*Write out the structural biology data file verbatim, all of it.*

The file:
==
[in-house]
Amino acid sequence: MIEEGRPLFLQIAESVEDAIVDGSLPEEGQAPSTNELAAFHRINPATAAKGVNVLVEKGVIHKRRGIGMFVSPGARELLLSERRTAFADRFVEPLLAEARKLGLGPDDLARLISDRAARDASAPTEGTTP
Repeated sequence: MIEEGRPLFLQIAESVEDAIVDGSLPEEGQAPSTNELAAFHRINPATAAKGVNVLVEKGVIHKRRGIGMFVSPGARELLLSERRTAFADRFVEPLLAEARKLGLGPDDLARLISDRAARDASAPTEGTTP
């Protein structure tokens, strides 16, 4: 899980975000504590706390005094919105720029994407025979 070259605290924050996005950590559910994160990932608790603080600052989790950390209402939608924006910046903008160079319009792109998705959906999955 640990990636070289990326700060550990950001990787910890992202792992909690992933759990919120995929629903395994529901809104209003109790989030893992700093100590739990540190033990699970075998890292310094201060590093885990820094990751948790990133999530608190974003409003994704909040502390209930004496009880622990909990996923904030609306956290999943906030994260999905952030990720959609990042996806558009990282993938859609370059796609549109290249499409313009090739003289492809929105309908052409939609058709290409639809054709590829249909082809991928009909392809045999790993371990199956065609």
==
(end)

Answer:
[in-house]
Amino acid sequence: MIEEGRPLFLQIAESVEDAIVDGSLPEEGQAPSTNELAAFHRINPATAAKGVNVLVEKGVIHKRRGIGMFVSPGARELLLSERRTAFADRFVEPLLAEARKLGLGPDDLARLISDRAARDASAPTEGTTP
Repeated sequence: MIEEGRPLFLQIAESVEDAIVDGSLPEEGQAPSTNELAAFHRINPATAAKGVNVLVEKGVIHKRRGIGMFVSPGARELLLSERRTAFADRFVEPLLAEARKLGLGPDDLARLISDRAARDASAPTEGTTP
């Protein structure tokens, strides 16, 4: 899980975000504590706390005094919105720029994407025979 070259605290924050996005950590559910994160990932608790603080600052989790950390209402939608924006910046903008160079319009792109998705959906999955 640990990636070289990326700060550990950001990787910890992202792992909690992933759990919120995929629903395994529901809104209003109790989030893992700093100590739990540190033990699970075998890292310094201060590093885990820094990751948790990133999530608190974003409003994704909040502390209930004496009880622990909990996923904030609306956290999943906030994260999905952030990720959609990042996806558009990282993938859609370059796609549109290249499409313009090739003289492809929105309908052409939609058709290409639809054709590829249909082809991928009909392809045999790993371990199956065609």